Drunk tug skipper sent to jail. From BBC News Scotland 2006
Peter Leask was told jail was the only option. The skipper of a Coastguard tug which ran aground off Shetland while he was drunk has been jailed for eight months. Peter Leask, 42, admitted he was more than three times the legal alcohol limit while in charge of the vessel. Leask also admitted two other charges, including spilling 84 tonnes of diesel oil into the sea after hitting rocks.
Lerwick Sheriff Court heard the repair and clean up operation costs were more than £3m. Sheriff Graham Napier said custody was the only option.
The Anglian Sovereign ran aground on 3 September last year. The entire crew were winched to safety by the coastguard helicopter, leaving Leask at the bridge. Listing heavily, the tug limped into Scalloway Harbour under his command.
An emergency clean-up operation sprang into action with the bulk of the leaking oil cleaned up, and the rest dispersed naturally. However wildlife in the area suffered from the spill and the vessel was so badly damaged a section had to be rebuilt. Tonnes of diesel fuel was spilled when the tug ran aground.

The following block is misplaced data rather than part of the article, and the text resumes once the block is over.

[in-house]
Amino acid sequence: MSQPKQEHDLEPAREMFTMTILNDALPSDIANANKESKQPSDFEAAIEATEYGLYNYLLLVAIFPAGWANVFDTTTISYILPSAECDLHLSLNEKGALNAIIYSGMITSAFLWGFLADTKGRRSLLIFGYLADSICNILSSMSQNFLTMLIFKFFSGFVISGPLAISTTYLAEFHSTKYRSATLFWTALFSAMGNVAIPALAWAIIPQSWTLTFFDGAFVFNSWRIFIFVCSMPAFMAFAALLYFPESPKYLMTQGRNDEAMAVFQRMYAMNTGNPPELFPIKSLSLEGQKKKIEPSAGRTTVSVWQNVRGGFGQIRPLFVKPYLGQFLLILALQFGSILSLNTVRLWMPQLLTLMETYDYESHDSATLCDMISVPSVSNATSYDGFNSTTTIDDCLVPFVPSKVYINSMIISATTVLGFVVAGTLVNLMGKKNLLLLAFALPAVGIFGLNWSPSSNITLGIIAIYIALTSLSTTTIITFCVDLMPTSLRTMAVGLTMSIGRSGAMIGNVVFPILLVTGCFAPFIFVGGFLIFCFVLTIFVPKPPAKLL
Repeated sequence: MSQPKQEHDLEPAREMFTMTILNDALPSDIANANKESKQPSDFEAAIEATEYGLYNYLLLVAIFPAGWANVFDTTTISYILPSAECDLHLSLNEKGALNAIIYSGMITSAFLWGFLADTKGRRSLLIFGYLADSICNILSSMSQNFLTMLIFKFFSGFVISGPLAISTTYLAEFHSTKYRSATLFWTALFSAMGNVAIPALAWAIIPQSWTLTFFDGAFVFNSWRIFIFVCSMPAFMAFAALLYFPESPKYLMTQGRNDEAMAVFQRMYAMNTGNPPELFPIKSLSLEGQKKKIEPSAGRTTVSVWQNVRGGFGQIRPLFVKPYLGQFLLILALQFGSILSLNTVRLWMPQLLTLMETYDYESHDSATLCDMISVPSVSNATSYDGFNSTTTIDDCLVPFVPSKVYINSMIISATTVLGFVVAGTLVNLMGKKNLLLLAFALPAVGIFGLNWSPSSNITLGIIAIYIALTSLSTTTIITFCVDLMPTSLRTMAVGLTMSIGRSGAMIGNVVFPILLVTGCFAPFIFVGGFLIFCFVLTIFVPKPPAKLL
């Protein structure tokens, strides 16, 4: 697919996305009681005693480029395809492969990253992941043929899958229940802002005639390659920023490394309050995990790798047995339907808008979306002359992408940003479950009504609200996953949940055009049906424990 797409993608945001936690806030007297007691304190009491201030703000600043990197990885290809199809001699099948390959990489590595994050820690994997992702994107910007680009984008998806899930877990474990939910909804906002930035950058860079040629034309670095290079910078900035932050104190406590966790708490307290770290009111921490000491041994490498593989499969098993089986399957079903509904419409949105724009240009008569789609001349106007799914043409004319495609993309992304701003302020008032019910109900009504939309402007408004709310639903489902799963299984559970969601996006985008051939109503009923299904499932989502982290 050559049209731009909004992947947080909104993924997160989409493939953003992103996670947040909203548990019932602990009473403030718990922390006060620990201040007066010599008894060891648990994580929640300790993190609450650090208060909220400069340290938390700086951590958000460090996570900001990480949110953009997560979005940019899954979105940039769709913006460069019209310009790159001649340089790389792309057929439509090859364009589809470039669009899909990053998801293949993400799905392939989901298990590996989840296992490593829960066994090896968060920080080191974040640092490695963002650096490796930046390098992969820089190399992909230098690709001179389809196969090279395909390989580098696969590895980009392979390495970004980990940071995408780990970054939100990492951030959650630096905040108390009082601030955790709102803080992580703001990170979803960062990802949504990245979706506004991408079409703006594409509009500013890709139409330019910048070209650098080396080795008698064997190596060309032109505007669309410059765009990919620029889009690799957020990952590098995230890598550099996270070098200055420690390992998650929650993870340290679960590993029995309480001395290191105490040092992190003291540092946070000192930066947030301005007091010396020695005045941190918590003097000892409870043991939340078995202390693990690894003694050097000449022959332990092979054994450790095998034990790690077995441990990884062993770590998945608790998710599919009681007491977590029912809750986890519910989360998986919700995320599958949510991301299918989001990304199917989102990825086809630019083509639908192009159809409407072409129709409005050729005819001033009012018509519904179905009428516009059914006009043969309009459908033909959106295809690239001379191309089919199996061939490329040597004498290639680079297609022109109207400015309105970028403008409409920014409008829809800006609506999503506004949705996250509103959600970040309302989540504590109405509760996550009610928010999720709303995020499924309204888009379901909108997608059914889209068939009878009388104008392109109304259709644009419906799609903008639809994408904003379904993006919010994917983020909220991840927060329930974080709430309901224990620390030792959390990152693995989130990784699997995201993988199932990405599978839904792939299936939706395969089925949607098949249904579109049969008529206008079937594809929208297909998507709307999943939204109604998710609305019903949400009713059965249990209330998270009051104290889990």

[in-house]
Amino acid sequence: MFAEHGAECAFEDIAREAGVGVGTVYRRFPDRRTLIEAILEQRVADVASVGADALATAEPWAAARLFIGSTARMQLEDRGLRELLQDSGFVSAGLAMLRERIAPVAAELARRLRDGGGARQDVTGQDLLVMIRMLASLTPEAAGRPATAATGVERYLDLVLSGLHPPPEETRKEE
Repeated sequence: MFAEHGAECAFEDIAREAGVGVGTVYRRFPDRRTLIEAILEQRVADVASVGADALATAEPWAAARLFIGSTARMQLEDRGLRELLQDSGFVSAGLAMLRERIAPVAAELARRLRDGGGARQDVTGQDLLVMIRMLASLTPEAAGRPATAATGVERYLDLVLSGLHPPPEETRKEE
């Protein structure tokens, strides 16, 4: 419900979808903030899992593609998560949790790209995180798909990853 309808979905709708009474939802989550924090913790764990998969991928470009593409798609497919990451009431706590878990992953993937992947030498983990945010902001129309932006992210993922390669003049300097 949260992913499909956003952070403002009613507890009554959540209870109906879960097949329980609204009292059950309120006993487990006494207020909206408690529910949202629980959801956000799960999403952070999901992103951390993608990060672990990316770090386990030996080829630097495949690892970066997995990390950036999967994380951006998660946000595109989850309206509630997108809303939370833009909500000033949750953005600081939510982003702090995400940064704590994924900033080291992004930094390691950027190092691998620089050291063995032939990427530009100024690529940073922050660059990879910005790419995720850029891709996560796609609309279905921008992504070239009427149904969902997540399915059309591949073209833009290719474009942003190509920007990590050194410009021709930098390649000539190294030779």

Leask also admitted two other charges of causing pollution and refloating the ship after the collision before assessing the damage. Sheriff Napier told Leask on Wednesday that his actions were reckless in the extreme and he had no option but to impose a custodial sentence.
Captain Allan Marsh, an enforcement officer with the Maritime and Coastguard Agency (MCA), said: “This was an extremely serious offence. “We have to reinforce the message to the maritime industry that drinking and driving is not acceptable.” The Scottish Environment Protection Agency (Sepa) said Leask was the first person to receive a custodial sentence for pollution in Scotland.
Sentence on Leask had previously been deferred for social inquiry reports. Members of his family wept outside the court room as Leask was led away to begin his sentence.